Oil production at Al Noor field takes innovation to the limit

Published November 14th, 2000 - 02:00 GMT

Petroleum Development Oman (PDO) is responsible for the production of 95 percent of Oman's crude oil and 100 per cent of the natural gas supplied to the Sultanate's domestic and international customers.  


The company is owned by the Omani Government, and Shell, with a 34 percent interest, is one of three foreign shareholders in the company. 


This summer, oil from PDO's wells in the Al Noor field (the third field to be brought on stream in 2000) began flowing to a new production station in south Oman.  


A culmination of a two- year US $140 million effort, it opens the way for further developments of deep oil reservoirs in the area. 


The light Al Noor oil will mix with the heavy oils generally produced in south Oman before beginning a two-week journey down the Main Oil Line to the oil tankers moored off Mina Al-Fahal. 


The Al Noor wells had to be 'stimulated' into production with massive hydraulic fracturing of the reservoir rock, the largest such treatments in the Middle East.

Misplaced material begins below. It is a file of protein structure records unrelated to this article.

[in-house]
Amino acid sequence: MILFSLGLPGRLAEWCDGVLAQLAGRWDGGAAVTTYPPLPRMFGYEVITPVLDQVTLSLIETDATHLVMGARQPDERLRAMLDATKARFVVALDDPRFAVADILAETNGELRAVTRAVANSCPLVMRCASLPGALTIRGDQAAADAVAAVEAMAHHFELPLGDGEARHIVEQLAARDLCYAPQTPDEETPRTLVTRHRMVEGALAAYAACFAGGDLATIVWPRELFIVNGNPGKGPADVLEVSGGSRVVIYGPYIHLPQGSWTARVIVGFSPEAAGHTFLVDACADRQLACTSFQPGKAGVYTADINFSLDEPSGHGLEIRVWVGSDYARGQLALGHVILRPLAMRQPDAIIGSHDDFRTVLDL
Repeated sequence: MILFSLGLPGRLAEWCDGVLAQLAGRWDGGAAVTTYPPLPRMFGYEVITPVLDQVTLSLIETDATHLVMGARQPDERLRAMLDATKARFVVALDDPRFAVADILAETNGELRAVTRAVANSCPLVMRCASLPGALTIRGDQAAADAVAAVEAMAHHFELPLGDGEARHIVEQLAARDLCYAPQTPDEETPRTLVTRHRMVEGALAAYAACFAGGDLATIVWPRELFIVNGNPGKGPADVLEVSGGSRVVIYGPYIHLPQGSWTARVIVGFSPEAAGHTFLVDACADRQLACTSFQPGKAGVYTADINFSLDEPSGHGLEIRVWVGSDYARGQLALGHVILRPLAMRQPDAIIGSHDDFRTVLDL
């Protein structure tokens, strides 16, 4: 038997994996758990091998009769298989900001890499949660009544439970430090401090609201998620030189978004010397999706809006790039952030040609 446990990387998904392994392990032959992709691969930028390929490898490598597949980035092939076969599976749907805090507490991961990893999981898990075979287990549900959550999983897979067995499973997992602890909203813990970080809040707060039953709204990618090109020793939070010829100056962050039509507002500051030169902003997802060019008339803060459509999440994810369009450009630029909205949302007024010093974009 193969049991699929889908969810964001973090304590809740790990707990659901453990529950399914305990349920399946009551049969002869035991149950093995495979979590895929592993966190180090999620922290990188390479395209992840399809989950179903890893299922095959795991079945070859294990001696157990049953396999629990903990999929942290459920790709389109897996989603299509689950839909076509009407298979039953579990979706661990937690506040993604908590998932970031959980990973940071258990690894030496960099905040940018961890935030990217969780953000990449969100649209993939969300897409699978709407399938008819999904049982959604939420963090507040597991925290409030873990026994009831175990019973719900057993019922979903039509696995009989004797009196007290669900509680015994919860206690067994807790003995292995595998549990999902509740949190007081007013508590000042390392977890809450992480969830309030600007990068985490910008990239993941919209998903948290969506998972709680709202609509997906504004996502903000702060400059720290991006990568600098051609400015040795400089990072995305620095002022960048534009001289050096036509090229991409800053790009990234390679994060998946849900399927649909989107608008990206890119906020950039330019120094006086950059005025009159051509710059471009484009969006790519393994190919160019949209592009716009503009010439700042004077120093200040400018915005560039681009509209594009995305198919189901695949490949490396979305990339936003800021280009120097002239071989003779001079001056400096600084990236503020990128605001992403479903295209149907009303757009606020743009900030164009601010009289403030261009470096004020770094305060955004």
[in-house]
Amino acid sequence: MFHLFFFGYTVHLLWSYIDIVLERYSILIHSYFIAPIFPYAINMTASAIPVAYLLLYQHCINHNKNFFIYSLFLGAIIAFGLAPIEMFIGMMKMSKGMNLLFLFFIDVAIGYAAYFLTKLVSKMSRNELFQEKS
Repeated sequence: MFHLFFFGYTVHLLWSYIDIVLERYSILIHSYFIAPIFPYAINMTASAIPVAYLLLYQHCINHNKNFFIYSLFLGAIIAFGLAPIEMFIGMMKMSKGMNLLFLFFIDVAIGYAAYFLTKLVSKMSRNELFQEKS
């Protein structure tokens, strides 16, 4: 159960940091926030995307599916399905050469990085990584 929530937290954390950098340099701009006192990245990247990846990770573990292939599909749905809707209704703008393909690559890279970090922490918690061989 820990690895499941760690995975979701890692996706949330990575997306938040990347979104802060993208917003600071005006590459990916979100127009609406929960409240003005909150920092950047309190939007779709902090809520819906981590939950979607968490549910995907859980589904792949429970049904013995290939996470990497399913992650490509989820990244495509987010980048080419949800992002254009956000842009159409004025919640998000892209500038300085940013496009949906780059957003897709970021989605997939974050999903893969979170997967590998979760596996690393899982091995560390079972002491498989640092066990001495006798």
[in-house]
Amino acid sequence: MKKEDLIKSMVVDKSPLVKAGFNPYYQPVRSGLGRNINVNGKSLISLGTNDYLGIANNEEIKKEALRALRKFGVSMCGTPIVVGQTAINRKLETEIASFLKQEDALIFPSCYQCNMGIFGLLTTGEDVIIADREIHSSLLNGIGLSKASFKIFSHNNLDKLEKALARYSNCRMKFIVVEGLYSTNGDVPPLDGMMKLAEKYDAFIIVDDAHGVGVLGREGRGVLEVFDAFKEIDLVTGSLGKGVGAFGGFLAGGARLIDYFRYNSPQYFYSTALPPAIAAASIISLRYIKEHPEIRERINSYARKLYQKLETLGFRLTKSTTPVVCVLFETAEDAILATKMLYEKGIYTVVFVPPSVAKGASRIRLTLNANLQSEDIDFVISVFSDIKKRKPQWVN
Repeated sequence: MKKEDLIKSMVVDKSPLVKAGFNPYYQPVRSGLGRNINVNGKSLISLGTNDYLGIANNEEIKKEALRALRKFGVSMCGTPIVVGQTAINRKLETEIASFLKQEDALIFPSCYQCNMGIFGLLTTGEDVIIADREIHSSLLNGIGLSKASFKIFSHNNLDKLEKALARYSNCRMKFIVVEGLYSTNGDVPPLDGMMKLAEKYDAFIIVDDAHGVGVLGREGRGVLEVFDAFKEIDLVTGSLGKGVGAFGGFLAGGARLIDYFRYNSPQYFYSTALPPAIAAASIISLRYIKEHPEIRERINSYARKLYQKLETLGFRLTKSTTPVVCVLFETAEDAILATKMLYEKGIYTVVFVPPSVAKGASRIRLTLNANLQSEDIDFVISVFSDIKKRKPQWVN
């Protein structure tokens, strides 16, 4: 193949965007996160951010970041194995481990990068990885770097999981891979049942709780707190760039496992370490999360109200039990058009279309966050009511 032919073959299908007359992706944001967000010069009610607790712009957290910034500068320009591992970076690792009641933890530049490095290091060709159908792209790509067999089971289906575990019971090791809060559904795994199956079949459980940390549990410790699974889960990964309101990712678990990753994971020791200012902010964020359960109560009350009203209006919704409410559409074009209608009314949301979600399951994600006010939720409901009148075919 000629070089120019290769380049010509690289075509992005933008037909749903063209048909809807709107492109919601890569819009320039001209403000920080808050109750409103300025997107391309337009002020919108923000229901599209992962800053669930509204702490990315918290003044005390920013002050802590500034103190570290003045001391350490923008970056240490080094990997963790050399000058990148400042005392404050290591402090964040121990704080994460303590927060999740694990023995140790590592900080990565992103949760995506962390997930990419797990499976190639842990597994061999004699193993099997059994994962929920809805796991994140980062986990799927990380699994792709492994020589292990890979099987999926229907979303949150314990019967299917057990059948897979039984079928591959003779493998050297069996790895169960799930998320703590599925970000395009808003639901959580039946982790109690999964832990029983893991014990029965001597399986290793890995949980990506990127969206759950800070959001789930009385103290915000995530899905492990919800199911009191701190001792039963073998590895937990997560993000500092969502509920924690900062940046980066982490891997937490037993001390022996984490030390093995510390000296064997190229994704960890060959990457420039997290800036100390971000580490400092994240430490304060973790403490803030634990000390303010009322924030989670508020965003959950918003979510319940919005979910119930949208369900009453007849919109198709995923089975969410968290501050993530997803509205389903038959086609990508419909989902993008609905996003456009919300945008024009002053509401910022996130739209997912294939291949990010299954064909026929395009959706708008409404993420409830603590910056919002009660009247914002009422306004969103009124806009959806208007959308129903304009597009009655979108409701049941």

Other innovative techniques used included: gamma-ray measurements of rock cuttings to monitor drilling progress through the reservoir; installation of down-hole sensors in wells to continuously monitor production performance; the laying of glass- reinforced epoxy rather than steel pipes from the wellhead to the production station; and the combined rather than separate metering of both gas and liquid well fluids. 


The core team at PDO were assisted by a global 'virtual' network of researchers and developers working in over 25 locations around the globe. As the reservoir is unique, a number of precedents were set for PDO, the Middle East, and indeed the world. 


"Substantial reductions in the costs of these very deep wells, which typically reach 4,500 metres under- ground, were achieved through the application of what we call 'Drilling The Limit™'," says Team Leader, Mike O'Dell. "This is a process by which the whole drilling team is focussed on continuous performance improvement." 


The Al Noor production station has a production capacity of 9,435 bpd. At its core is a 'gas sweetening' unit that removes the toxic hydrogen sulphide gas that is produced with the oil whilst meeting the highest environmental standards. 

Source: Shell Middle East. 

© 2000 Mena Report (www.menareport.com)

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